Kashef and his melting images |
This is not the first time I have seen an architect trying to understand his 'location' from a distance. Dhaka for Kashef Mahboob Chowdhury is a canvas that he has been re-orienting with elements. He adds a bit of poetry to a wall and a bit of mystery to an empty living room--which was supposed to be dead forever-- and then puts in another bit of sunlight and sky and laughter-long-forgotten into brick windows. He calls this collection of photographic representation 'Urbana: Around Dhaka.'
Anthologies that deal with construction works always have photographs of the 'working class.' It might seem only natural that all socially conscious artists would do so. But these kinds of constructions never seem to have any relationship with the workers. So Kashef cramps them down to a dinginess which reveals the contrast--while vanishing them from these sites, he gives them a space that is exclusively their own, an 'outside.' It is we who would assume that the figure dancing into a haze or those at the tea-stall are workers--people who are comprehensively different from the unreal, toy-like figures in the 'plazas' with glass towers.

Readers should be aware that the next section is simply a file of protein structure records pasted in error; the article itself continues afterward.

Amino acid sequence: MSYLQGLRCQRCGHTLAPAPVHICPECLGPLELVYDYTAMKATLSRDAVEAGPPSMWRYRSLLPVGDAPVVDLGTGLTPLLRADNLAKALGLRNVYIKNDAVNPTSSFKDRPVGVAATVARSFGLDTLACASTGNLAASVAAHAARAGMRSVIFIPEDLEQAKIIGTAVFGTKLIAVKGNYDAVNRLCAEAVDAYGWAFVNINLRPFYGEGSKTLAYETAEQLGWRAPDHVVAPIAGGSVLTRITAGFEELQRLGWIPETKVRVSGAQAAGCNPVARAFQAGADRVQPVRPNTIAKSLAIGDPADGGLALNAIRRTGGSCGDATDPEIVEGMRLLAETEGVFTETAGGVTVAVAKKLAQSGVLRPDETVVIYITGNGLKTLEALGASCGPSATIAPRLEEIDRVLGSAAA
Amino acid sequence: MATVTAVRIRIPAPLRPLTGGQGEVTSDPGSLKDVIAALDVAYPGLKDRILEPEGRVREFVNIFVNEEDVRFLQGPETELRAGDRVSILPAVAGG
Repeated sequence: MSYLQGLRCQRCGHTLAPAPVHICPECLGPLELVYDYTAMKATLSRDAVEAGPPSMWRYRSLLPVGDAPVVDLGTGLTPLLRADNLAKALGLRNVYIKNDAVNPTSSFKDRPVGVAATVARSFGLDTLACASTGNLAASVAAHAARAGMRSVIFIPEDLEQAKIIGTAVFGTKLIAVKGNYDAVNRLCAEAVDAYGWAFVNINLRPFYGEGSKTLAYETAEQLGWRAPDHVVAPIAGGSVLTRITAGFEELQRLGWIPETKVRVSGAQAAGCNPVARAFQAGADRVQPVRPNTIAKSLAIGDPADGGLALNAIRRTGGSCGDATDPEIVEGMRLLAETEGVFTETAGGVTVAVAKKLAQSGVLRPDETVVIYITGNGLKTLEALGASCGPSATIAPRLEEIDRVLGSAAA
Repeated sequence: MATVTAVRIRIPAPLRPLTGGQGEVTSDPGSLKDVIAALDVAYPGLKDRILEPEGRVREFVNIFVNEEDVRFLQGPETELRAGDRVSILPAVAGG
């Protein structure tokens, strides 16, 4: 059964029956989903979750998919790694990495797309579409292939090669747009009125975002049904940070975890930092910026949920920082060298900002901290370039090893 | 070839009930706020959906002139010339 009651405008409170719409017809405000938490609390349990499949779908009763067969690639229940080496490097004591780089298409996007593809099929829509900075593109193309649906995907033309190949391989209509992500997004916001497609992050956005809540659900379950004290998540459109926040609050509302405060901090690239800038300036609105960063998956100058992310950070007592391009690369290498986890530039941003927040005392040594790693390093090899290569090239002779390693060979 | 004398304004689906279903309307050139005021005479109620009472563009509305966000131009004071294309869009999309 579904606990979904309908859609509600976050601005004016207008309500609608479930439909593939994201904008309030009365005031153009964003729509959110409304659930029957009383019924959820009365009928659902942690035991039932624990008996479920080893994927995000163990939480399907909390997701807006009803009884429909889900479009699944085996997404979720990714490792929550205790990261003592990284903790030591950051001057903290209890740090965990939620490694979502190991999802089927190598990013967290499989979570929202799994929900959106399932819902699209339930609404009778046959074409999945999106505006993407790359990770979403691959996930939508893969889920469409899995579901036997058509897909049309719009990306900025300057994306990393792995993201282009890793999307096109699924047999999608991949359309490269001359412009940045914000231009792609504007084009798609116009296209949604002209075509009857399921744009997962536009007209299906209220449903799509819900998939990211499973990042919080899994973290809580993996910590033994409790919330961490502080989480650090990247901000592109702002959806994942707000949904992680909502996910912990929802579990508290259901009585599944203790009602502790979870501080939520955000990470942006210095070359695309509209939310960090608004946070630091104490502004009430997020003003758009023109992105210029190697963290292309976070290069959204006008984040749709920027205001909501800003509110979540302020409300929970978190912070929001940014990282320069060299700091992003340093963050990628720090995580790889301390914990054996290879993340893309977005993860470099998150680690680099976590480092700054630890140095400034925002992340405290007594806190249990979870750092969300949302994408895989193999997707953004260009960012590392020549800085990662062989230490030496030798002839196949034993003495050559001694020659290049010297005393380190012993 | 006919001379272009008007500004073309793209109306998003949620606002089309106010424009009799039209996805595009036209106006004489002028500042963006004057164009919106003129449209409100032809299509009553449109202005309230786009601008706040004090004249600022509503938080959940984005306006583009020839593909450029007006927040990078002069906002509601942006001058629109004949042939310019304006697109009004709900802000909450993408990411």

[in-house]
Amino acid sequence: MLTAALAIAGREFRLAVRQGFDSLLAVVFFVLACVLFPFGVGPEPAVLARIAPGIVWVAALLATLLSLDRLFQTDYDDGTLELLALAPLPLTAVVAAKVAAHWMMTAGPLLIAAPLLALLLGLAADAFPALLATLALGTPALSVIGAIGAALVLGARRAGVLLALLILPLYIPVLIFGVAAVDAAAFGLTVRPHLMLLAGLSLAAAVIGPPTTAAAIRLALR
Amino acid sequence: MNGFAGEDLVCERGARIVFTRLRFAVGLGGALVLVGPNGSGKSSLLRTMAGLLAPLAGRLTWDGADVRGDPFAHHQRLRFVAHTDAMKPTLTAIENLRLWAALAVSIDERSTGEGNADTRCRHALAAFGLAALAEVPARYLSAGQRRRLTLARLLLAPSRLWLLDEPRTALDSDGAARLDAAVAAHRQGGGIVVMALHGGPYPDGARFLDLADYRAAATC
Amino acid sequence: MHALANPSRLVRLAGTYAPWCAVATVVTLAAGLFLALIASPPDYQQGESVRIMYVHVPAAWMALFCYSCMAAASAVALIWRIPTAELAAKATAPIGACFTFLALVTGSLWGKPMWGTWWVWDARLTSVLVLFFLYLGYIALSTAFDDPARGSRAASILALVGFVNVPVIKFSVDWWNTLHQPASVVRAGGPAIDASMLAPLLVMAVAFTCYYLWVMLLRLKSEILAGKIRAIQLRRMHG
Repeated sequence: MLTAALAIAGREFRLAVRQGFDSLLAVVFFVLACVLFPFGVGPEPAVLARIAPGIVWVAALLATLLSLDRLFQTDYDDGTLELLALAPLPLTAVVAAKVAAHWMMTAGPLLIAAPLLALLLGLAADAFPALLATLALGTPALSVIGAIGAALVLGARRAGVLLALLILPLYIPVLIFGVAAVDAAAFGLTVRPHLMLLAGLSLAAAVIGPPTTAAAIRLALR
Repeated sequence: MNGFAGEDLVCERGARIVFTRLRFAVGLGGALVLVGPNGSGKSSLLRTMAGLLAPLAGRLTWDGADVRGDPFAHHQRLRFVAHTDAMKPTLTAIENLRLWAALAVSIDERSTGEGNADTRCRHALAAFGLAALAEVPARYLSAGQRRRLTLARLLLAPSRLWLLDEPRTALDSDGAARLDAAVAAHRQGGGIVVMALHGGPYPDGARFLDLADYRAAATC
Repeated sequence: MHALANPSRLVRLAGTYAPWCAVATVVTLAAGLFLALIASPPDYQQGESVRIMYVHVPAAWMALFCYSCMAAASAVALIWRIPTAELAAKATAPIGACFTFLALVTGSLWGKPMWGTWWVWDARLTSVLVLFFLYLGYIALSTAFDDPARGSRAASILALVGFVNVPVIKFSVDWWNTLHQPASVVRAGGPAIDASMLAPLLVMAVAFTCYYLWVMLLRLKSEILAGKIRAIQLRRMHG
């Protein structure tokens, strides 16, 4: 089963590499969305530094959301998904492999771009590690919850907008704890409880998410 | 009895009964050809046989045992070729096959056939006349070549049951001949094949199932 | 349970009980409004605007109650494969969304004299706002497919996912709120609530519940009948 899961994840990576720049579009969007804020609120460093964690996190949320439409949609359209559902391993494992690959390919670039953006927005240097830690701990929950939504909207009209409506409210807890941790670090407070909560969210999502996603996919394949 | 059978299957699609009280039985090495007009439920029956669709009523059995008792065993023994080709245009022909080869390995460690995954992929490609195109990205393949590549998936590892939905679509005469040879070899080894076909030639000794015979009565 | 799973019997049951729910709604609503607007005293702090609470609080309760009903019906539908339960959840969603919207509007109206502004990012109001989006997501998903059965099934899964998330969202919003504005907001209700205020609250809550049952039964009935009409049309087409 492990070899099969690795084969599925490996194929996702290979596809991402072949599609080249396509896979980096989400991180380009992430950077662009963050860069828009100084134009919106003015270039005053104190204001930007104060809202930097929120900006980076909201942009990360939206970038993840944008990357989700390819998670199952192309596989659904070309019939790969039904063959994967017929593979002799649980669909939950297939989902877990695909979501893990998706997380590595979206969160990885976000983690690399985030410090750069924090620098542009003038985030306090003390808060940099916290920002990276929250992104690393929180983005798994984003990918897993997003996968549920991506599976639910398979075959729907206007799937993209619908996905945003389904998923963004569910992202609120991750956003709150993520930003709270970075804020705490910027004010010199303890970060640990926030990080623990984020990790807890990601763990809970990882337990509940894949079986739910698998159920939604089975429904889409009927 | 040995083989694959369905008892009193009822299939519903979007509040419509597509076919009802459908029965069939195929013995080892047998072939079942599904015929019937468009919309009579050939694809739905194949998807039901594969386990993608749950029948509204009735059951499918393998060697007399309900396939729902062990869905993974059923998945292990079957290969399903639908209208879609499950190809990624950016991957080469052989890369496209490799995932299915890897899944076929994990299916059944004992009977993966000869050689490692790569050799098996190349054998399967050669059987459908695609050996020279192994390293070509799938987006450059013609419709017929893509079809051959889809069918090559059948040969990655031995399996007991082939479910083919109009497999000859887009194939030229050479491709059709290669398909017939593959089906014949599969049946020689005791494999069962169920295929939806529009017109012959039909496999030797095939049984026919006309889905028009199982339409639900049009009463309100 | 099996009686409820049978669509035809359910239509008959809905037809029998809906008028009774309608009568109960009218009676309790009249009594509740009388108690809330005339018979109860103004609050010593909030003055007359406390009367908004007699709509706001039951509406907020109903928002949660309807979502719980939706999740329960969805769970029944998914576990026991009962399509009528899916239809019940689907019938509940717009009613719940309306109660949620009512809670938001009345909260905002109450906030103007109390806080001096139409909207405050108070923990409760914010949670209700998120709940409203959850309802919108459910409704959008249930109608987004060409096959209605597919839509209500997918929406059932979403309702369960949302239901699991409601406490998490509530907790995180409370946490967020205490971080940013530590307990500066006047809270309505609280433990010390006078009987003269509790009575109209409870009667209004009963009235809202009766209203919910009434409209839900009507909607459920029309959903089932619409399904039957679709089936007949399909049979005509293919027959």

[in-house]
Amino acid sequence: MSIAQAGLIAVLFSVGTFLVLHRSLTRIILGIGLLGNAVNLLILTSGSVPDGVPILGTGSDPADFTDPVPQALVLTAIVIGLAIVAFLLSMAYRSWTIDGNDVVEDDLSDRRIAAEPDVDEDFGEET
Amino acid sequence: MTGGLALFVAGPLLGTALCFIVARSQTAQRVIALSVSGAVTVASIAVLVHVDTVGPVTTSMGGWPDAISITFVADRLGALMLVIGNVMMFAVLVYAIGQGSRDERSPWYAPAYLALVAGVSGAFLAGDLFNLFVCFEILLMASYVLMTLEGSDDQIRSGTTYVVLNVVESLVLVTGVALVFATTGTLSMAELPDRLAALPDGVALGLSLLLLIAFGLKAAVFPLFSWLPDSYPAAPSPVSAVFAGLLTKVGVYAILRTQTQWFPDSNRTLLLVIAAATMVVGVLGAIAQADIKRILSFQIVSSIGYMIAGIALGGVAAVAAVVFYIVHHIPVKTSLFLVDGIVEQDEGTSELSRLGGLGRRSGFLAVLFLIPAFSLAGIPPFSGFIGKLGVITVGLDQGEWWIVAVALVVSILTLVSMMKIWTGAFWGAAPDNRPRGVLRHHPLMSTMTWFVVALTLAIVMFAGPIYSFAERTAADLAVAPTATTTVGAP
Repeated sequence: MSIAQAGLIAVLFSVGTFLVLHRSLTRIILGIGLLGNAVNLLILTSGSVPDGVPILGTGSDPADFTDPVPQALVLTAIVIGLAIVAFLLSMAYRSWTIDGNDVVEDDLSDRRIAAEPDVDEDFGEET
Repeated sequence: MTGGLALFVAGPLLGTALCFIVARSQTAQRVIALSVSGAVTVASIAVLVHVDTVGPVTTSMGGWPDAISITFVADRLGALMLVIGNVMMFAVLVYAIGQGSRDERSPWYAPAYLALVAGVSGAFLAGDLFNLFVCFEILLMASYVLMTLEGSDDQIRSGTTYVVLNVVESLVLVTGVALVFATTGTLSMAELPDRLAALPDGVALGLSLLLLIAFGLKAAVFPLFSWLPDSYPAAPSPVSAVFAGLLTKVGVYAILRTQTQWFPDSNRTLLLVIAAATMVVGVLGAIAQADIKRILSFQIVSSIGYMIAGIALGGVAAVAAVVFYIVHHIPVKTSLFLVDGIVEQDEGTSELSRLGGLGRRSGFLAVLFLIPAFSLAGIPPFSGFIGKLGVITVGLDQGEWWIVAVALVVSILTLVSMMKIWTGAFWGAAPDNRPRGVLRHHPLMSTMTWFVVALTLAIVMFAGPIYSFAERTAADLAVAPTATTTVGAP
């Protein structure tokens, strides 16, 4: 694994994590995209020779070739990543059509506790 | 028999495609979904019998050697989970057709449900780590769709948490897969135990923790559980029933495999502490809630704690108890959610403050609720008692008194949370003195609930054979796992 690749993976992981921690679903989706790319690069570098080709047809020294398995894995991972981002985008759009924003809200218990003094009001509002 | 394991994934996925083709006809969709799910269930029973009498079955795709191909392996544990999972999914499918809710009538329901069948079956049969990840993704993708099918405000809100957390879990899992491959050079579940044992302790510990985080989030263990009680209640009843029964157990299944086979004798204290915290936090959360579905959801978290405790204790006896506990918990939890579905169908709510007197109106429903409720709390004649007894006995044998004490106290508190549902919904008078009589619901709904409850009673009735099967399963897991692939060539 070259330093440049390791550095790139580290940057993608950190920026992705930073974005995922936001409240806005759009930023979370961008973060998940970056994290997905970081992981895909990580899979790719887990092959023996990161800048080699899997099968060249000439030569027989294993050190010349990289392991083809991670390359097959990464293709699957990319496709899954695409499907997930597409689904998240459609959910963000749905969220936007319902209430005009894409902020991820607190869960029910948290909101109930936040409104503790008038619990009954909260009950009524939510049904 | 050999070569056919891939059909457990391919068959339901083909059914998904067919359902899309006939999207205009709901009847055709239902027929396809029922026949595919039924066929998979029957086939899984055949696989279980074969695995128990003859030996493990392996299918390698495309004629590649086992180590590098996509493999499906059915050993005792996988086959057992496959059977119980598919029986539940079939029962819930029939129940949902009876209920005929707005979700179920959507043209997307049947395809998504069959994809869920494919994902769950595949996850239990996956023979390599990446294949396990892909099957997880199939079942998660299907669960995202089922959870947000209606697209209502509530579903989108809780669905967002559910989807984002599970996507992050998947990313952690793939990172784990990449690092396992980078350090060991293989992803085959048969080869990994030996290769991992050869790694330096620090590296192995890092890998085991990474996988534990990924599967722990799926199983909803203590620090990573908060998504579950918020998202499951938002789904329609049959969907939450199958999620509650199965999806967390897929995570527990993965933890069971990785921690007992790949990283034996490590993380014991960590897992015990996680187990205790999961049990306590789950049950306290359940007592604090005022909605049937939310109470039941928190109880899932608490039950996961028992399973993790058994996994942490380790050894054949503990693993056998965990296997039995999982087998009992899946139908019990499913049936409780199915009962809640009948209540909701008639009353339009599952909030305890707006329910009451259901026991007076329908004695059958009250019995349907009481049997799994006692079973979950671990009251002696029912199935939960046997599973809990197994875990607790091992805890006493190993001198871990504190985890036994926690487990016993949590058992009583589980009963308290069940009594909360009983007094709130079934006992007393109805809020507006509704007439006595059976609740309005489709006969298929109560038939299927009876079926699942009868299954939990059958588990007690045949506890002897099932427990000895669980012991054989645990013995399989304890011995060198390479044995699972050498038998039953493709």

What seems interesting is that the spaces created by Kashef does not seem to be made for the 'living' or, for that matter, the 'dead'--these spaces can never be 'spooky'...I would never tell fairytales to my son if we had to live here, we would rather play videogames. The windows are not for anyone to look out into the world--there is no world outside. The cover of the book shows a road with children running, but this road does not lead outside to these 'designed' houses and they would never reach the 'jalebis' depicted at the end of the book.
We are made to walk unfinished museum/alien spaces where the hallucinatory effect of the surrounding is enhanced by the way sunlight from outside is brought in through squares cut in the roof. This is going to be the reality of the finished piece of architecture. Light wouldn't just pour into the rooms during the day (or at night), but would have to be brought in--a sanitized light - as clinically as the bricks and glass and concrete were during building. We would have a quota of both the expected and the unexpected, but the unexpected would not surprise us.
It is a cleverly constructed book. The reader/viewer who goes through it would have to think would have to think how s/he moves in and out of it. Kashef wants us to look at these images from behind closed brick windows and from the living rooms of artists who never lived.
Amitava Malakar teaches at Pathshala, Drik Picture Library.